I have thought many times over the years, that this scarcity during her childhood was likely a contributing factor to her creativity and industriousness later in life. Mom was an excellent seamstress, as was my Grandmother. In that regard, I would guess it also nurtured her habit of saving and repurposing everything, including garments and other textiles.
Sometimes when she would tell me stories, she would mention that her clothes came from “the Relief.” Only when I was drafting my book, did I take time to research and understand the reference. Her context was that other kids often made fun of her because their clothes came from the Relief.
Most of the time, when people mention the name WPA, they are referring to the workforce of men laboring on highway projects and building parks and schools, but during the Depression, women, too, were heads of households and needed employment.
Work programs for women were first established in 1933 through the Women’s Division of the Federal Emergency Relief Administration (FERA), and later came under the Works Progress Administration (WPA). Opportunities ranged from clerical jobs or librarians, to canning, gardening, and sewing.
Nationally, seven percent of all WPA workers in relief programs were women in sewing projects. Sewing rooms could be found in rural areas and large cities alike. The U.S. government provided the machines and local communities covered building-related expenses. Starting pay was $35 a month for 140 hours work.
The women repaired used clothing and created new garments. Each woman was responsible from beginning to end. The newly sewn garment was tagged with a WPA label with the inscription “Not to be sold.” The finished items were then sent to the surplus commodities depot to be distributed to needy individuals, sometimes the women themselves, on the order of city and county welfare workers.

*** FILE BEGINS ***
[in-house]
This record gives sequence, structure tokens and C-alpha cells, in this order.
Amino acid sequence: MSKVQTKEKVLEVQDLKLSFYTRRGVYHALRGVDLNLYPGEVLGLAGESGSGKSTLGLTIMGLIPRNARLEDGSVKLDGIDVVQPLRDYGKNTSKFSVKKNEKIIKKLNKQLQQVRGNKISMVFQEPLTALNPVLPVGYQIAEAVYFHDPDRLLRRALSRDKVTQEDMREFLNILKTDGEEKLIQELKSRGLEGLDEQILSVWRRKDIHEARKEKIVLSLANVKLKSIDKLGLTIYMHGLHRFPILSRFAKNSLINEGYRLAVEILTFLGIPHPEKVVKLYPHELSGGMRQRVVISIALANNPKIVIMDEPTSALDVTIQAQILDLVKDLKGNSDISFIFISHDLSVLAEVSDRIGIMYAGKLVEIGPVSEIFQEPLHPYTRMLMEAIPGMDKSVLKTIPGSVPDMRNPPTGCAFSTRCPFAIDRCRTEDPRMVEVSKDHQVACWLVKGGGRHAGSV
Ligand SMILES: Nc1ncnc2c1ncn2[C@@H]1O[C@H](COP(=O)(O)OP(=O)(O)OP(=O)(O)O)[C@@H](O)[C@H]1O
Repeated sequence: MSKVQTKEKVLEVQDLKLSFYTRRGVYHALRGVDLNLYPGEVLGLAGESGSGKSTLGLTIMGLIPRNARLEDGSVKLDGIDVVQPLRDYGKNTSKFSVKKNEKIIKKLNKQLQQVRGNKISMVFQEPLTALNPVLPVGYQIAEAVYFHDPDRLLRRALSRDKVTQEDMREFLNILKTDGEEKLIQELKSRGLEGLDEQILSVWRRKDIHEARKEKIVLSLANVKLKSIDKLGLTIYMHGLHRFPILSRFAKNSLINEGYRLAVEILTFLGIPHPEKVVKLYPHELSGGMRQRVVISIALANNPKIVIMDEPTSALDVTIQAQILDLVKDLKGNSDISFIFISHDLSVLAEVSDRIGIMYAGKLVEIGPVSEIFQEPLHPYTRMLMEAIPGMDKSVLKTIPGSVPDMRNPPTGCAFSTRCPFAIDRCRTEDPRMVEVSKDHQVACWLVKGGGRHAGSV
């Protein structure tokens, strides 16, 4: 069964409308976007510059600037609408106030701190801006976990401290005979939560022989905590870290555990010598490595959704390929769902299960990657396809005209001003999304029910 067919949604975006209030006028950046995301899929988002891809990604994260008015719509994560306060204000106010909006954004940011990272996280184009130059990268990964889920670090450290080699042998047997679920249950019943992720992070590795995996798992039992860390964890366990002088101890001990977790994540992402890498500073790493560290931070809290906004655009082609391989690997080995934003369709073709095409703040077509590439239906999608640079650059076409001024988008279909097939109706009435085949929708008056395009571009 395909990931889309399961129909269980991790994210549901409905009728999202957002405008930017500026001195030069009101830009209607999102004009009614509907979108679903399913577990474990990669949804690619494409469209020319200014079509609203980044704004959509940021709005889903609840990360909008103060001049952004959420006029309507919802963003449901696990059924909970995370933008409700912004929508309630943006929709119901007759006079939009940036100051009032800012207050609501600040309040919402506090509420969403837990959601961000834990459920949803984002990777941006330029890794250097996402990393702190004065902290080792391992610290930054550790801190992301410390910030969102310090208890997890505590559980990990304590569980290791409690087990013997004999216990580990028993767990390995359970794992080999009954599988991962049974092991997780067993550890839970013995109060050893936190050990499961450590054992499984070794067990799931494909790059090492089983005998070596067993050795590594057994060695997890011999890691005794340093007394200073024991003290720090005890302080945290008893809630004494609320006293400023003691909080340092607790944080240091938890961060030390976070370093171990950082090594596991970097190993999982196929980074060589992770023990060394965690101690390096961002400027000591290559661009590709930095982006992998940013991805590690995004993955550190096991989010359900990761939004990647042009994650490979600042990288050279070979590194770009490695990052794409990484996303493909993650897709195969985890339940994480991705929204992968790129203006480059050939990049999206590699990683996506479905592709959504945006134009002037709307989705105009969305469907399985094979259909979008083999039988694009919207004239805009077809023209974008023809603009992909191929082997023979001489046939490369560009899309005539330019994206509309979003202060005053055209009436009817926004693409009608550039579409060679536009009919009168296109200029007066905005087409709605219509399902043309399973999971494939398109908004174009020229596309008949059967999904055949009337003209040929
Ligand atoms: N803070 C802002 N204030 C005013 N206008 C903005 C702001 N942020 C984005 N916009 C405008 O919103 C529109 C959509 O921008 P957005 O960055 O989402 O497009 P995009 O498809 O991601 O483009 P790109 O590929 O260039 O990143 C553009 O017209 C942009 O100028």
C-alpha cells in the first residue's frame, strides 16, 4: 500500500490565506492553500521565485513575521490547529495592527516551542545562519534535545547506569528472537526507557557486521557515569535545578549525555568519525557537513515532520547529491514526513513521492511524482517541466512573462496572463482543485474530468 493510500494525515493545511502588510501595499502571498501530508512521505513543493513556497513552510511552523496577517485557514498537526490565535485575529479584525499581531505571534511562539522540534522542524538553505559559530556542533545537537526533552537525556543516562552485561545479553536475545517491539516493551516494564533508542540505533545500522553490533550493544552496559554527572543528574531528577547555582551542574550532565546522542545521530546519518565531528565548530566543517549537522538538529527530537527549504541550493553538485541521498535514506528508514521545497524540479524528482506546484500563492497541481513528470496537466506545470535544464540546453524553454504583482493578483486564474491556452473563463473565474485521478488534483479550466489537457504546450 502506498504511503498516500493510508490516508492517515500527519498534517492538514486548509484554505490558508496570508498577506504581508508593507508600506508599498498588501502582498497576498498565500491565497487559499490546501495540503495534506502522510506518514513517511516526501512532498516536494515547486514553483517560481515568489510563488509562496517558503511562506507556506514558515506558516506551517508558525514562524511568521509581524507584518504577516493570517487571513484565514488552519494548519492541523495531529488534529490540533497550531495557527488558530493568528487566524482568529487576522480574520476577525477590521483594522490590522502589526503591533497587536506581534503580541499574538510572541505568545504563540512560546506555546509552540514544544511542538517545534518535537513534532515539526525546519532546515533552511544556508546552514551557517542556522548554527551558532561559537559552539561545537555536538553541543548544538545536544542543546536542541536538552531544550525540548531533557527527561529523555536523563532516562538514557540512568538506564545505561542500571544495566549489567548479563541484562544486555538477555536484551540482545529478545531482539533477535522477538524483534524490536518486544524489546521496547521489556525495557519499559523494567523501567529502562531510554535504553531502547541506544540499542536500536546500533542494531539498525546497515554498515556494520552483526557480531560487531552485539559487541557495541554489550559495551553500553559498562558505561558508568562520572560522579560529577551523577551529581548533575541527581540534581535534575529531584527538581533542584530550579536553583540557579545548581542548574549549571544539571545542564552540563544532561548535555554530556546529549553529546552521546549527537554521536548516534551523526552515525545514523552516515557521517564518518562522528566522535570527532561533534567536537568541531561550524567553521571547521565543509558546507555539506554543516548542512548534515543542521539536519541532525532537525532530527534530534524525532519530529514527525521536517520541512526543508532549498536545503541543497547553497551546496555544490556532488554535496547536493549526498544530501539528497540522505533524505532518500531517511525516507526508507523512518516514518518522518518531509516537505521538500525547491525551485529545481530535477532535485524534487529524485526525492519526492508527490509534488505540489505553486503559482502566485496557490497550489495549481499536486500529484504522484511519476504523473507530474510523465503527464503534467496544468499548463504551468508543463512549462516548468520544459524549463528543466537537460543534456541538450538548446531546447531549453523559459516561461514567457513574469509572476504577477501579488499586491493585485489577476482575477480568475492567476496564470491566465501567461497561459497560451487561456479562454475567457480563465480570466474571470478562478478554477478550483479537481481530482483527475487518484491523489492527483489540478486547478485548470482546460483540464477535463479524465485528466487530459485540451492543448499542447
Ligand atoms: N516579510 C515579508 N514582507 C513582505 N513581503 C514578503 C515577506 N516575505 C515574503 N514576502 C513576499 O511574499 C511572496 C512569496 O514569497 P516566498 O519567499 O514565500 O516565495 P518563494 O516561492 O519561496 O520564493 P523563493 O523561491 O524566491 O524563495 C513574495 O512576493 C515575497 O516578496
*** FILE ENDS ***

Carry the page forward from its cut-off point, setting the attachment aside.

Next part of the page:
The goods they produced constituted a substantial savings to the local Community Chest and other relief budgets, while the workers became better seamstresses, designers, and cutters. They also trained one hour each day in a wide range of household arts or education for literacy.
The work program had a two-fold objective; first, to employ the women on projects according to their skills, and second, to train and retrain them so that through new or increased skills they could earn a livelihood n private employment or run better homes.
In 1938, when World War II kicked in, WPA sewing room workers reversed gears and started outfitting the U.S. military: "Articles of clothing, including shoes, and tents, blankets, knapsacks, web belting, canteen covers and the like, were made usable, thereby saving many millions of dollars. In addition, articles of furniture, draperies, light fixtures, and other articles were made for use in military and naval establishments" (FR-WPA, p. 68).
One work site was right here in Fort Worth, Texas. The Fort Worth seamstresses took immense pride in their work, proclaiming that the initials “WPA” stood for “We Patch Anything.”
The worker’s average output was two and a half garments a day (not including trim), and included men’s trousers, boys’ coveralls, baby clothes, and diapers. In an effort to not stigmatize those who were issued WPA clothing, great care was taken to create unique designs. A special department altered stock patterns. The local newspaper noted that one pattern could be used for fifty dresses, yet no two would look alike.
By 1940, Fort Worth’s sewing rooms employed 650 women ranging in age from 35 to 64. The work month had been shortened to 130 hours but pay had increased to $46.80 per month. The sewing rooms in Fort Worth reportedly produced 2,341,369 garments and 130,408 household articles.
As the United States geared up for World War II, many women found better paying jobs in the defense industries and the WPA sewing rooms were disbanded by1943.
By the end of the program, it is reported that these women had created over 382 million articles of clothing and nearly 118 million other sewn textile items.
When we were cleaning Mom’s house after her passing, I was amazed at the number of little drawstring bags in the house, dating pre zip lock baggies. Some resembled old curtains or sheets while others were familiar remnants of clothing, all of them reminders of a time when everything was repurposed, and little was thrown away.